|Practical Computer Advice
from Martin Kadansky
|Volume 12 Issue 9
|Email confusion: What is your "account"? What happens if you delete it?
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If you're confused about what your "email account" is and where it's located, you're not alone. Most email programs on your computer, email webmail sites on the internet, and email apps on your smartphone or tablet do a poor job of distinguishing between your actual email account as opposed to the settings that give the software access into your account.
Your email account
Your actual email account is an online service that is hosted at a company, and is completely separate from (and independent of) your Windows or Macintosh computer, iPhone, iPad, or Android. You use your computer or mobile device to access your email account, but it is not located in your computer or device.
The "email account" in your email program or app
What is stored on your computer (or mobile device) are a collection of technical settings that tell a regular email program like Microsoft Outlook, Apple Mail, Thunderbird, etc. (or mobile app) how to connect to your email hosting company over the internet and get access into your account in order to send and receive your email messages. Back when that software was originally set up on your device, either you or a technician had to enter those settings. See "Typical email settings" below for details.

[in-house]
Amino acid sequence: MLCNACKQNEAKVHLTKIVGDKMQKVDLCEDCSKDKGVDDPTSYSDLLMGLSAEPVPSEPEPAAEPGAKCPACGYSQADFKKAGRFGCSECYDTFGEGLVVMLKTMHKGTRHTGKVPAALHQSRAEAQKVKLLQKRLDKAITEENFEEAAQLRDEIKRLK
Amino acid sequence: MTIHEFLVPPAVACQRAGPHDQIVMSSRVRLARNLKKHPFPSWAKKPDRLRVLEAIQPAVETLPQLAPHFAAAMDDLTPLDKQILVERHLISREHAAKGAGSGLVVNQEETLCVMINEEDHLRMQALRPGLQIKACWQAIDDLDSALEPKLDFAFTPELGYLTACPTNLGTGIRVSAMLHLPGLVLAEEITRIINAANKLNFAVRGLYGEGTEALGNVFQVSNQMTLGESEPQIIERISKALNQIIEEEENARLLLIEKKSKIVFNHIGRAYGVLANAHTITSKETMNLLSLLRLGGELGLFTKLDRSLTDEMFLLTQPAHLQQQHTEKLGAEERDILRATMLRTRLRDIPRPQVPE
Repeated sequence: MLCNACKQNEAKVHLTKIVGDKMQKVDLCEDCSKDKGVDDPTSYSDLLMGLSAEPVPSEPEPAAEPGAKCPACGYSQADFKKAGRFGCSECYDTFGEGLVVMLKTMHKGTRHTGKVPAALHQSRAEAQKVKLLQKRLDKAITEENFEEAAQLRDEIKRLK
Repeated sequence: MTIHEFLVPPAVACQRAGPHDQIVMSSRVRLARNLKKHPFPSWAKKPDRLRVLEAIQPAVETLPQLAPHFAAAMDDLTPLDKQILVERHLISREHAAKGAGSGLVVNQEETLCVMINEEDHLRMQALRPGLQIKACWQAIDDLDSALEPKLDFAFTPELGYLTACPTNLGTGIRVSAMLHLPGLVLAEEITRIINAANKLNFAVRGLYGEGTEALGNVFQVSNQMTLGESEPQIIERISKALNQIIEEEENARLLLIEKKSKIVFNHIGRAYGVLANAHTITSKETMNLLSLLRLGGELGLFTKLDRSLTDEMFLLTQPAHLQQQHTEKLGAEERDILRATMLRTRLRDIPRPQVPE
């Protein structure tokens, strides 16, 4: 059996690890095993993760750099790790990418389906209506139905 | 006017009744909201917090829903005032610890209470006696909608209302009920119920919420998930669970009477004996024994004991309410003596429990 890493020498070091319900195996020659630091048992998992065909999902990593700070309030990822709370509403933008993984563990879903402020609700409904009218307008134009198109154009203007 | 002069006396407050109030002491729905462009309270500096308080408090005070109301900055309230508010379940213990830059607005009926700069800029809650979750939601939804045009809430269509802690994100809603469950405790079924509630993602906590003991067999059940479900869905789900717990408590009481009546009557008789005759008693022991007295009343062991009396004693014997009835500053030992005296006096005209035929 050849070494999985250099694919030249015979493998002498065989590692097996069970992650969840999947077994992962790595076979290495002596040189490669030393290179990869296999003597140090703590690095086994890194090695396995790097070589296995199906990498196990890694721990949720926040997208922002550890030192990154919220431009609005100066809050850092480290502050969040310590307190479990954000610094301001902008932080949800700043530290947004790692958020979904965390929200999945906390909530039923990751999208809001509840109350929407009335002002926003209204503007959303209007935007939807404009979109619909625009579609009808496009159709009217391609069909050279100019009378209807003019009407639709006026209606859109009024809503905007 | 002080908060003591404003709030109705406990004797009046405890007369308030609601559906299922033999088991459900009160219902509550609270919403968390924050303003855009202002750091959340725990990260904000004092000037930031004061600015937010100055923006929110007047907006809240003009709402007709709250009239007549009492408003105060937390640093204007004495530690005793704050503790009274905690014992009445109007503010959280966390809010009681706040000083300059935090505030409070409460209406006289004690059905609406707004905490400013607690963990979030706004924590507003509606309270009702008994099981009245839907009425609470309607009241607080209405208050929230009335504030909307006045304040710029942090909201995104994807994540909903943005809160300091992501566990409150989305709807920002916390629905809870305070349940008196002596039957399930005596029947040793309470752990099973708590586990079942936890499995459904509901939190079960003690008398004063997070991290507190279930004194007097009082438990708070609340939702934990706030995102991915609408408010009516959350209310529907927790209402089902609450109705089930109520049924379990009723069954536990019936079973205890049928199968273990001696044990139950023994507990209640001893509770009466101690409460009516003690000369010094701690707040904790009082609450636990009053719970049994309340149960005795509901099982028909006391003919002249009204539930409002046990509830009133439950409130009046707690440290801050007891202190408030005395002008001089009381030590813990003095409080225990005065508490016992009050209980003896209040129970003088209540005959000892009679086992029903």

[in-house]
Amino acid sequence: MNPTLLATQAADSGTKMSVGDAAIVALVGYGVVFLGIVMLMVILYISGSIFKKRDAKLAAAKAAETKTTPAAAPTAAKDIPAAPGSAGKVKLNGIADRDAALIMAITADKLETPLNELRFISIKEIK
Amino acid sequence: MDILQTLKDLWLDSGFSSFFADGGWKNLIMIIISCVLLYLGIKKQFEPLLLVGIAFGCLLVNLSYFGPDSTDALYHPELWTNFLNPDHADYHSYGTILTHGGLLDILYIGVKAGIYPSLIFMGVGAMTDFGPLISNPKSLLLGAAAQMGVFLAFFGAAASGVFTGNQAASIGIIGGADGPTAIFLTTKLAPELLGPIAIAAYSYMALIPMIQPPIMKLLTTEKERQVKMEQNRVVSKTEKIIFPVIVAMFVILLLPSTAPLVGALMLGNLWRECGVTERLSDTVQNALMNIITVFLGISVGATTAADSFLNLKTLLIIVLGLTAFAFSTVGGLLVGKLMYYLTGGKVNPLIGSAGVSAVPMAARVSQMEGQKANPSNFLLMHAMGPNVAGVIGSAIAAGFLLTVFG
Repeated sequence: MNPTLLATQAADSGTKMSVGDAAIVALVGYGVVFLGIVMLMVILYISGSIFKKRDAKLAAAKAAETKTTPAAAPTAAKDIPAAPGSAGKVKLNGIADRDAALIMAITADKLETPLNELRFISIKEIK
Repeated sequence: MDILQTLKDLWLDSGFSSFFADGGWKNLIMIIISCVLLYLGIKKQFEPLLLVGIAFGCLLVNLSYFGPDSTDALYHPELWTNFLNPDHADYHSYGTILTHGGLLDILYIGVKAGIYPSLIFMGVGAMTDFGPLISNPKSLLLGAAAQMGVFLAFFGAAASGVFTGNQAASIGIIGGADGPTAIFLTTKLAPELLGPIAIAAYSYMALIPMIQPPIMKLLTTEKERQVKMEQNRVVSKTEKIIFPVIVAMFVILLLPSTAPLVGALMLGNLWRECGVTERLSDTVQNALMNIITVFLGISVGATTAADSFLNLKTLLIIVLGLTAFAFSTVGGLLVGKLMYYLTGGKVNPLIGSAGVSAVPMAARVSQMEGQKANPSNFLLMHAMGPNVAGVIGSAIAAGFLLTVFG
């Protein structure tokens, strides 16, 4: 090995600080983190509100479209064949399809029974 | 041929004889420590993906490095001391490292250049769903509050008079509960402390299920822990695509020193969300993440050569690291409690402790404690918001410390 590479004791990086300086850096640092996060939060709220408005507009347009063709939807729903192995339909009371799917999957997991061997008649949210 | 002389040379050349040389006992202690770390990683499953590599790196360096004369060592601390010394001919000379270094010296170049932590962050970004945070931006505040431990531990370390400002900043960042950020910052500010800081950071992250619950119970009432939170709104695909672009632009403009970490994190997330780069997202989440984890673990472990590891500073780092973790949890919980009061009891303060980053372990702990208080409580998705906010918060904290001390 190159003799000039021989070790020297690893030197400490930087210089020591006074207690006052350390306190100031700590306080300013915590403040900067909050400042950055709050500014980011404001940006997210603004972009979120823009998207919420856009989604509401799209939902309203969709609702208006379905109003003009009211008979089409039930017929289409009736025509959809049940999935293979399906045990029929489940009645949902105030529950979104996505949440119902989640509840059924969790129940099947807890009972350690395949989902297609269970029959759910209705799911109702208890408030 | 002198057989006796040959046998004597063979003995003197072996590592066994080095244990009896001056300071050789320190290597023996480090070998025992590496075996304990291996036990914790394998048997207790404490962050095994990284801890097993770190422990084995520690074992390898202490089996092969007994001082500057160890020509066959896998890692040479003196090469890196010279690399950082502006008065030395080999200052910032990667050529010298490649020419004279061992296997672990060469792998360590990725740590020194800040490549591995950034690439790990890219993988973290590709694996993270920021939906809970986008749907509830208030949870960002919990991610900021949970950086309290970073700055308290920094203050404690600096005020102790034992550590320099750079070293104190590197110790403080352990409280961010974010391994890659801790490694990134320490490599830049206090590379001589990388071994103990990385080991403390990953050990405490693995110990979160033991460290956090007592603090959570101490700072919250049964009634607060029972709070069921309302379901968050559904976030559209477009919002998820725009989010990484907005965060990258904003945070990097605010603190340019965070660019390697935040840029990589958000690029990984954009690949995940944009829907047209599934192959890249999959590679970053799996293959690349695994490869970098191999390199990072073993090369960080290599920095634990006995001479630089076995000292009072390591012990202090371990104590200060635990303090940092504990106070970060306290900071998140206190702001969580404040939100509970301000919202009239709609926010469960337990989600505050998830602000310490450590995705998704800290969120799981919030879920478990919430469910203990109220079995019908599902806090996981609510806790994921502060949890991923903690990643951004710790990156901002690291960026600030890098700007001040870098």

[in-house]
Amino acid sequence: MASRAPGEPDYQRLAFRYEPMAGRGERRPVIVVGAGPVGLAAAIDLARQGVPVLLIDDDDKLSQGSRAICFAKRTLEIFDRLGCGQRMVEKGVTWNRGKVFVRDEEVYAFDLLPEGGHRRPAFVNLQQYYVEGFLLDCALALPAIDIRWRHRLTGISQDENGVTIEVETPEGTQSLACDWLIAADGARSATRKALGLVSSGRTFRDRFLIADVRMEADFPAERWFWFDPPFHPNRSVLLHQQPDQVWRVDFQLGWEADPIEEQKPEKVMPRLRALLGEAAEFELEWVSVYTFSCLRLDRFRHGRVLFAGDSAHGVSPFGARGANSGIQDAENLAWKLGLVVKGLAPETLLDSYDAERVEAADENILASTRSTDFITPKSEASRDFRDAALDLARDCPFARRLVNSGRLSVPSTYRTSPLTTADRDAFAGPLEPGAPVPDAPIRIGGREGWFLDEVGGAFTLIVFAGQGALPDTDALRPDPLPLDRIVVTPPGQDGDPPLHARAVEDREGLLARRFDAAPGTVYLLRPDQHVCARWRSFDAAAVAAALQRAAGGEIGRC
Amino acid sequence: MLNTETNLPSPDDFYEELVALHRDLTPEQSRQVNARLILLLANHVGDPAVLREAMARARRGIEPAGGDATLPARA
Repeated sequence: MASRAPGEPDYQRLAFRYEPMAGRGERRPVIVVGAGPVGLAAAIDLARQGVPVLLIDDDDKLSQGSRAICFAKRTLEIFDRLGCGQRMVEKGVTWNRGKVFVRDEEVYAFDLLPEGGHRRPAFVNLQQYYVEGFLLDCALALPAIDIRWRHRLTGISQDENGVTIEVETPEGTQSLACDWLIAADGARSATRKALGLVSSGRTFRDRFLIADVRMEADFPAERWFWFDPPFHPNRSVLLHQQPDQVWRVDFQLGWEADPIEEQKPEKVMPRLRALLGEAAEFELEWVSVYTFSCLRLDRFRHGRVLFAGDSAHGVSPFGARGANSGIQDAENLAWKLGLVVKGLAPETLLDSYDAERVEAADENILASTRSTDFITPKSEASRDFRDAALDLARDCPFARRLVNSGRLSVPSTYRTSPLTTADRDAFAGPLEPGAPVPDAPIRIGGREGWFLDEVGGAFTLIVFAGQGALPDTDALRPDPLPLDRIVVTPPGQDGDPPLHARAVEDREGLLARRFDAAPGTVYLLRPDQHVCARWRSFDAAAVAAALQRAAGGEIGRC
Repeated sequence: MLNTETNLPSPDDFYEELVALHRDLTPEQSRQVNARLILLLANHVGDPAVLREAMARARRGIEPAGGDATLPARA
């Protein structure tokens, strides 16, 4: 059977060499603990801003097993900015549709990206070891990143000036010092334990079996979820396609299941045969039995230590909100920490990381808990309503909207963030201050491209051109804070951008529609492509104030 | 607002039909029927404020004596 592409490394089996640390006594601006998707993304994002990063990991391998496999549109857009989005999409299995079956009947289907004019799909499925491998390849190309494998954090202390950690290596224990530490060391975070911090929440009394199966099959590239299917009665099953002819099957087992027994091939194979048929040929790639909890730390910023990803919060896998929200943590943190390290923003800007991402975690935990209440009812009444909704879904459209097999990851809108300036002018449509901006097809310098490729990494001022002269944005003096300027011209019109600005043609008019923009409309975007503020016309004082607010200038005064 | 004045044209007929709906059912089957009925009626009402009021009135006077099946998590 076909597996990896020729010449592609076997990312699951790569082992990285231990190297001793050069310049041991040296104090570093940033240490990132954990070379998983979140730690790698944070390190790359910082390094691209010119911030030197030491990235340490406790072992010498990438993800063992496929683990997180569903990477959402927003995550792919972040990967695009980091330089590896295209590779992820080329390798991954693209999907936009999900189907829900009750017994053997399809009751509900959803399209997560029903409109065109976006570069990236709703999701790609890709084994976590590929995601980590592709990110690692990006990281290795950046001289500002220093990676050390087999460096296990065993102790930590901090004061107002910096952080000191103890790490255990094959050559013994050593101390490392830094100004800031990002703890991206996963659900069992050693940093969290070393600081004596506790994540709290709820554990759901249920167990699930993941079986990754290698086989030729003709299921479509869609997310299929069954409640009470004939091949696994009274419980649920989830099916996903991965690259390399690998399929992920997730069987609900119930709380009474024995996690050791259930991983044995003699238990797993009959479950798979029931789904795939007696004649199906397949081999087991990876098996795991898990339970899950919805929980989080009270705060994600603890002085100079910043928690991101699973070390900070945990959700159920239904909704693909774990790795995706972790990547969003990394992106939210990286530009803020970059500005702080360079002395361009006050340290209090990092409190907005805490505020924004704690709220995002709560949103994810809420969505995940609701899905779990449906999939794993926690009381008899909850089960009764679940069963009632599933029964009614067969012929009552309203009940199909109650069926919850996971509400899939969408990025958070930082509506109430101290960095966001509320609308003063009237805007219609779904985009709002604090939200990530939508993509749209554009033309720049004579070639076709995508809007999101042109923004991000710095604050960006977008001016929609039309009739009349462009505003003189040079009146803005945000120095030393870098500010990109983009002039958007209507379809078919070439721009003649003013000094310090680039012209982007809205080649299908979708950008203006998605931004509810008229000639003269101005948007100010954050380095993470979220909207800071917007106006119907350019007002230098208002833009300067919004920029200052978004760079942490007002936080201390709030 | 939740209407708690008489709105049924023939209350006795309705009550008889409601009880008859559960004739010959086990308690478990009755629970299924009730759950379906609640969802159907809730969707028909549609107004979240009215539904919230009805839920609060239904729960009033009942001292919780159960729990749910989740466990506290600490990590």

Unfortunately, most email programs and apps refer to these settings as your "email account" instead of the more accurate phrase "your email account settings." This can be very confusing, especially when you see functions like "Create account" or "Delete account."
Since they don't have any effect on your actual email account or service, those functions should really be called "Add account settings to this device" and "Remove account settings (and all accumulated messages) from this device."